Most people would take the news of an inheritance very well. Who wouldn’t welcome some unexpected money or property? Yet, there are some circumstances when an inheritance would not be the best news. If you find yourself in a situation where it would be best not to accept an inheritance, how would you do that? The reality is, you can reject an inheritance. However, it is a little more complicated than saying, “no thanks.” Your estate planning attorney can help you with your inheritance planning.
Tax consequences may be a reason to reject an inheritance
There are so many different reasons why someone might be inclined to reject an inheritance. The most common reason is that accepting the inheritance would cost the heir more than the actual inheritance is worth. This situation is most often a result of estate taxes. Although an inheritance from your spouse would not result in federal estate or gift taxes, when combined with your own assets, there may very well be tax consequences. Any amount of your assets over the gift tax exclusion will be taxed at 40%. In that situation, it may be better to disclaim the inheritance from your spouse, allowing it to pass directly to the next beneficiaries in line, which are most likely your children.
When an inheritance jeopardizes government benefits
Sometimes, a beneficiary may be dependent on state or federal programs such as SSI or Medi-Cal for assistance it may be necessary to disclaim an inheritance in order to avoid being disqualified from receiving much needed government assistance.
Assigning an inheritance to satisfy your loved one’s wishes
Another possible scenario is when you know that your loved one had other intentions, but never got around to drafting a will. For example, your mother passes away and has no other legal heirs than you, but you know she wanted her long-time companion to receive part of her estate. Because she did not have a will, you are the only legal beneficiary. But, you have the option of assigning some of your inheritance to your mother’s partner. Before doing so, you should discuss your options with an estate planning attorney to be sure that the assignment is done properly.
How to make a disclaimer in California
If you decide that the best option for you is to disclaim the inheritance, then there are a few steps you need to take in order to ensure that you never legally own the property. First, you must put your disclaimer in writing and deliver it to the person who is in control of the estate. That would typically be the executor or trustee. Do not accept any benefit from the property you intend to disclaim. The disclaimer must be completed within nine months of the death of the person from whom you have inherited.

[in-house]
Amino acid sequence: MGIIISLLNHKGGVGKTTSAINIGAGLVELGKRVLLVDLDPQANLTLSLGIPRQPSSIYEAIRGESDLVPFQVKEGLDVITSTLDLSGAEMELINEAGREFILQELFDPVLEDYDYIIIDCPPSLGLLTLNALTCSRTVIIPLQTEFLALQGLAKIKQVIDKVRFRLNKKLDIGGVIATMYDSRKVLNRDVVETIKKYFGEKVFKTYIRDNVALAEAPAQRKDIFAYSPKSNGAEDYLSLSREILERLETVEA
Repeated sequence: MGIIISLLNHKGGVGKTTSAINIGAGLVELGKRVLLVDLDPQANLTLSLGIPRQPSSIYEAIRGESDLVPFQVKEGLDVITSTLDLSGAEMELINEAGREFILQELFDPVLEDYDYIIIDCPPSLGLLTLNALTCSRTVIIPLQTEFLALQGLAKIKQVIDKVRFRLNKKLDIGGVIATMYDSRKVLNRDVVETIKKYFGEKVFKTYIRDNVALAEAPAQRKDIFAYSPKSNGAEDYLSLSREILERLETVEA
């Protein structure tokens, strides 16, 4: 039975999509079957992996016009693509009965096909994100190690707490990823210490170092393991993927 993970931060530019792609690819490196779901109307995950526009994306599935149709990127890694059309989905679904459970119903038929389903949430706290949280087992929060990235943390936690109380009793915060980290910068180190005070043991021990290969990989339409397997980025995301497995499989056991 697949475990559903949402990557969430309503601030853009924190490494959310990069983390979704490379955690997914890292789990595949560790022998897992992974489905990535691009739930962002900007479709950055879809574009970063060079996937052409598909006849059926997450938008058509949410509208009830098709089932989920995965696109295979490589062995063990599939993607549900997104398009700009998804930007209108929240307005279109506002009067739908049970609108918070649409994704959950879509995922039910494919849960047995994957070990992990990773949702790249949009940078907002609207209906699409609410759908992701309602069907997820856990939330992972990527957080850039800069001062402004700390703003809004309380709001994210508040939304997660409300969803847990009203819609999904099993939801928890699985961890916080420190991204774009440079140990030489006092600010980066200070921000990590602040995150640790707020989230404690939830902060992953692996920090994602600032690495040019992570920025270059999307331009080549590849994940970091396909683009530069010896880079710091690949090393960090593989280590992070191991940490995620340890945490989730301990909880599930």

What should the disclaimer say?
In addition to being in writing and signed by you, the disclaimer should include the following information:
- the identity of the creator of the interest
- a description of the interest to be disclaimed
- an explanation of the nature and extent of the disclaimer
Handling an inheritance
In some cases, you may want to assign a portion of the inheritance or disclaim only certain assets. If that is the case, it is important to know how to handle the remainder of the inheritance in a way that benefits you the most. You should decide whether to sell certain assets, such as stocks or mutual funds. You also need to decide what to do with retirement accounts. But, most importantly, you need to have a tax plan in place that will address any potential tax consequences that can arise from an inheritance.
Make the inheritance part of your overall estate plan
It is important to include the inheritance in your overall estate plan, which means looking beyond the sentimental value of certain assets you inherit. Regardless of sentimental value, you need to consider how a particular asset fits into your financial plans. Increasing your own financial risk by holding on to certain assets is not always a smart move. By waiting to move forward with your own plans and sell an asset you inherited, you will likely increase the possibility of unfavorable tax consequences – consequences that could be avoided if the asset is sold or properly incorporated into your own estate plan.
If you have questions regarding inheritance planning, or any other estate planning needs, please contact the Schomer Law Group for a consultation, either online or by calling us at (310) 337-7696.
Latest posts by Scott Schomer, Estate Planning Attorney (see all)
- Many Reasons to Plan - July 8, 2019
- Use Resources Efficiently With a Special Needs Trust - July 7, 2019
- Business Structures That Provide Asset Protection - July 6, 2019